By Krissah Thompson
Washington Post Staff Writer
Tuesday, December 21, 2010; 4:15 PM
In a Weekly Standard magazine profile published Monday, Barbour said he didn't remember it "being that bad" and referred benignly to white groups called Citizens Councils, which were known to enforce segregationist policies throughout the South.
His office released a statement Tuesday morning backtracking from those remarks.
"When asked why my home town in Mississippi did not suffer the same racial violence when I was a young man that accompanied other towns' integration efforts, I accurately said the community leadership wouldn't tolerate it and helped prevent violence there," Barbour said in a statement Tuesday.
"My point was my town rejected the Ku Klux Klan, but nobody should construe that to mean I think the town leadership were saints, either. Their vehicle, called the 'Citizens Council,' is totally indefensible, as is segregation. It was a difficult and painful era for Mississippi, the rest of the country, and especially African Americans who were persecuted in that time."
The 63-year-old Barbour, who is mulling a run for president, was reared in Mississippi during the height of the civil rights movement and has at various times set off political debates over racial attitudes. For example, in his defense of Virginia Gov. Robert F. McDonnell's Confederate History Month proclamation that initially did not mention slavery as a cause of the Civil War, Barbour said the whole thing "doesn't amount to diddly."
The recent Weekly Standard article on Barbour delves into the racial history of his home town, Yazoo City, and Barbour's recollections of his experiences there. Some have held the town up as an example of integration without the brutal violence that marked other parts of the Deep South. Still, Mississippi was home to infamous episodes of racial violence, including the murders of three civil rights workers in 1964.
Writer Andrew Ferguson asked Barbour about relative lack of violence when schools in Yazoo City were integrated. "Because the business community wouldn't stand for it," Barbour said. "You heard of the Citizens Councils? Up north they think it was like the KKK. Where I come from it was an organization of town leaders. In Yazoo City they passed a resolution that said anybody who started a chapter of the Klan would get their ass run out of town. If you had a job, you'd lose it. If you had a store, they'd see nobody shopped there. We didn't have a problem with the Klan in Yazoo City."
The controversy over the Weekly Standard comments prompted some news organizations to point to a 1982 New York Times article, written by that paper's former editor Howell Raines, when Barbour, then 34, was running against an older conservative Democrat. Raines wrote that "the racial sensitivity at Barbour headquarters was suggested by an exchange between the candidate and an aide who complained that there would be 'coons' at a campaign stop at the state fair. Embarrassed that a reporter heard this, Mr. Barbour warned that if the aide persisted in racist remarks, he would be reincarnated as a watermelon and placed at the mercy of blacks."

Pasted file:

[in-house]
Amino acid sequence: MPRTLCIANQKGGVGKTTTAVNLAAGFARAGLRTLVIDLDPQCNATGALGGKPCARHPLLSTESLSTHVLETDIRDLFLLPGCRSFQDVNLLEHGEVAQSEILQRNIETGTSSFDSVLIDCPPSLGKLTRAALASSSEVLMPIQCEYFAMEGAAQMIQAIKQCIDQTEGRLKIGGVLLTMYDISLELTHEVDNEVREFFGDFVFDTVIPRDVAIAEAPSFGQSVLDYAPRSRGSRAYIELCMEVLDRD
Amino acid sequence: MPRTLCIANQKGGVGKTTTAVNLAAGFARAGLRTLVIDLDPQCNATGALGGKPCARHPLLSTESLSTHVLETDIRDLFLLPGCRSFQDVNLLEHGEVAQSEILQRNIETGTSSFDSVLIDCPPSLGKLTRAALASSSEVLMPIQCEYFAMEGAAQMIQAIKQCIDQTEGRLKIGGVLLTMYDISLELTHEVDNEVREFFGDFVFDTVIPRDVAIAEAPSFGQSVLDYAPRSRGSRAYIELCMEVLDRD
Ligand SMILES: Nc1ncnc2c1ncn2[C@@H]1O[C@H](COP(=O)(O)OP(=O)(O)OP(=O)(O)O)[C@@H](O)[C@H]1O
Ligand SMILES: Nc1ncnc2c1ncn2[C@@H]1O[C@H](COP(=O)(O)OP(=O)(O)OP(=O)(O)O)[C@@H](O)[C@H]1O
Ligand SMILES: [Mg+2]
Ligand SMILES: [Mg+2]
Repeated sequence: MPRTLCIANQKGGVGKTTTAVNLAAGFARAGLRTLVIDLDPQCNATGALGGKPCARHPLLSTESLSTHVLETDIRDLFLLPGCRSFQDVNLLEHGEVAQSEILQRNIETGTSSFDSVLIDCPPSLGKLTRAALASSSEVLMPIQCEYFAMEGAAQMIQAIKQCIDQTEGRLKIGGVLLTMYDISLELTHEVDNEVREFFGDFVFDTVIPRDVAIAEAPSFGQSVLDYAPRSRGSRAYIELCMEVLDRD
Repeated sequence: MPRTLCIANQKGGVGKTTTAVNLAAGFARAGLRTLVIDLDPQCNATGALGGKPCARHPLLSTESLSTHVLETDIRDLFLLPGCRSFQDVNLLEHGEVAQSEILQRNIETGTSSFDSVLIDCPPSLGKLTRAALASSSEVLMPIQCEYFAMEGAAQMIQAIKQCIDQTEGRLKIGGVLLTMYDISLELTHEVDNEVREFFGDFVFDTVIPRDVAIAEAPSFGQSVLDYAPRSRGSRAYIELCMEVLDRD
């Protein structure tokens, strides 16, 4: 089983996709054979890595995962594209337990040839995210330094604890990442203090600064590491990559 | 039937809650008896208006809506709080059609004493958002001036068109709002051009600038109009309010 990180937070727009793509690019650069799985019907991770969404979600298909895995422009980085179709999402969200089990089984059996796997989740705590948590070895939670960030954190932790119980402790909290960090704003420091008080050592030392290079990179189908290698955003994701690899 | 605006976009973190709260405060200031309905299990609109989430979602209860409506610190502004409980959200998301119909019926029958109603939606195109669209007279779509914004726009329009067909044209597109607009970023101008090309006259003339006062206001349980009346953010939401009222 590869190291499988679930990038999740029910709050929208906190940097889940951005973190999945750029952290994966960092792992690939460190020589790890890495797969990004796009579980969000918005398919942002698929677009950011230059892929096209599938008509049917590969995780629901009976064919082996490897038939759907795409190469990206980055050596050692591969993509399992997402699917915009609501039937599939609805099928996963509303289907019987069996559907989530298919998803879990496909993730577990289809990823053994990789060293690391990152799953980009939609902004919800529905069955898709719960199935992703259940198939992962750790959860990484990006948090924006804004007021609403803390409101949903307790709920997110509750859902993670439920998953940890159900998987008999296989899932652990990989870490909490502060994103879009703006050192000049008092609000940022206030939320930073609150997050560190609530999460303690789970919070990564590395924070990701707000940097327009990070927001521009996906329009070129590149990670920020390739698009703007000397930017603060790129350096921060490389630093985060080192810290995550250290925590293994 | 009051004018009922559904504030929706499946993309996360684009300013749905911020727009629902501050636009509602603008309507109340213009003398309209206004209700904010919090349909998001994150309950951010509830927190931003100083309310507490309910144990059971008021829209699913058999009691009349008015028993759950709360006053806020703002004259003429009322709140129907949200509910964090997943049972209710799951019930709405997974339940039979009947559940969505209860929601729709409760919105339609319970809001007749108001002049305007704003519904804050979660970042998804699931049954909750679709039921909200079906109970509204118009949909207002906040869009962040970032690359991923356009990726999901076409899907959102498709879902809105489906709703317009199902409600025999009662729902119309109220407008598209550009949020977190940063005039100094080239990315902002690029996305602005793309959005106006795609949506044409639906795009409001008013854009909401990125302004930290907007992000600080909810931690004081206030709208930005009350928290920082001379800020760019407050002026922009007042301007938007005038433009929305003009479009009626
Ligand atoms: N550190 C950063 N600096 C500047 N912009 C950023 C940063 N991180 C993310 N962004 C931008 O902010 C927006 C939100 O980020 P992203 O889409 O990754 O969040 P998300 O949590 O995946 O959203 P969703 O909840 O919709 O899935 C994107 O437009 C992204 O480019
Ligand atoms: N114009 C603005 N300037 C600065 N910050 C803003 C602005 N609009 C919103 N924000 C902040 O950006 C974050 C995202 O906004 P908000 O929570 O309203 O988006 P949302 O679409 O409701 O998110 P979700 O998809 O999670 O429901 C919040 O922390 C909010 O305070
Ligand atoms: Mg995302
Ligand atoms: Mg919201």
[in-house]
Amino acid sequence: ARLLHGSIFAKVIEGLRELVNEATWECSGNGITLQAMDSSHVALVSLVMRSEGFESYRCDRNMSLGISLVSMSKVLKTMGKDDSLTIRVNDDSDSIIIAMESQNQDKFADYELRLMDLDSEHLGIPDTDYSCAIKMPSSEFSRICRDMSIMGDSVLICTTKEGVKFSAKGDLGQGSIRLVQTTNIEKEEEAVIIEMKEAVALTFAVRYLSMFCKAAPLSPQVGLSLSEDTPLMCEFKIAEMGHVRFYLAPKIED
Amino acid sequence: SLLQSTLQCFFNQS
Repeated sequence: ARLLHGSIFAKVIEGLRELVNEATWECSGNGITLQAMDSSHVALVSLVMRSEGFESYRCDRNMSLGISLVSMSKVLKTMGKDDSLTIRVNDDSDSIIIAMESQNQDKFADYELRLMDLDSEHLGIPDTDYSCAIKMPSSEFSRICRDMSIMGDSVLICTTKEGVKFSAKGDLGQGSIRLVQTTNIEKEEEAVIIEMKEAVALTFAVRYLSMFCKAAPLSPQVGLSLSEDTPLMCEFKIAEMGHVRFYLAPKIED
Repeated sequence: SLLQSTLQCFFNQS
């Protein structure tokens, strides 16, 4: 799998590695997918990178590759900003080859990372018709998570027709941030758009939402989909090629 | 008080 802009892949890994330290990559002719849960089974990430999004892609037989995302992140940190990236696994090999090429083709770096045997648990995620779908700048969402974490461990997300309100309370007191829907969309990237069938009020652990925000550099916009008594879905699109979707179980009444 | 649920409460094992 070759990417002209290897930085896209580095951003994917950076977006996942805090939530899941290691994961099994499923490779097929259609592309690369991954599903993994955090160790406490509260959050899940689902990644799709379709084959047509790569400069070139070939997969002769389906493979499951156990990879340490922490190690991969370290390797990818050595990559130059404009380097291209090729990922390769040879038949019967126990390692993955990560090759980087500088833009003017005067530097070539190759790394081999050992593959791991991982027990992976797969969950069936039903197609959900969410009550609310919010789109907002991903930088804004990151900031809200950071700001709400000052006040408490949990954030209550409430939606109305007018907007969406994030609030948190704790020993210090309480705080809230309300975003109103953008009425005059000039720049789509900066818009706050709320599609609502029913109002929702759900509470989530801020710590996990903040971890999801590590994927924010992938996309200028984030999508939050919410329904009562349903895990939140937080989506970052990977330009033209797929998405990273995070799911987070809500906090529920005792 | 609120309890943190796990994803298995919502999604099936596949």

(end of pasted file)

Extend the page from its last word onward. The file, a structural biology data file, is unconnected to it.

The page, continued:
Barbour's office did not address the 1982 article in its statement.
The governor has been criticized by commentators on the right and the left.
"For Barbour, one of the best politicians in the game, it is very interesting and curious as to why he is still tripping over the issue," wrote Brett Kittredge, editor of the conservative political blog, MajorityInMs.com in Mississippi. "Race is going to come up with any Mississippi Republican who approaches a national level. But Barbour, someone who has spent many years in Washington, knows that things read differently in D.C. than they do in Jackson."
In the past, Barbour has spoken of the progress that Mississippi has made. In written remarks from a 2004 speech he gave at the 40th anniversary of the murders of civil rights workers Michael Schwerner, Andrew Goodman and James Chaney, which is posted on the website of the Neshoba Democrat newspaper, Barbour says: "The fact that our state has made as much or more progress in race relations than others is praise worthy but it doesn't mean that we should or can forget the reprehensible murders that ultimately led to our being brought here together today.
"Yes, our state of Mississippi is a wonderful place and our nation as great as ever but we are not perfect. We are sinners, one and all and evil can still raise it heinous head."
May 2011 marks the 50th anniversary of the Freedom Rides, which will be commemorated in Mississippi.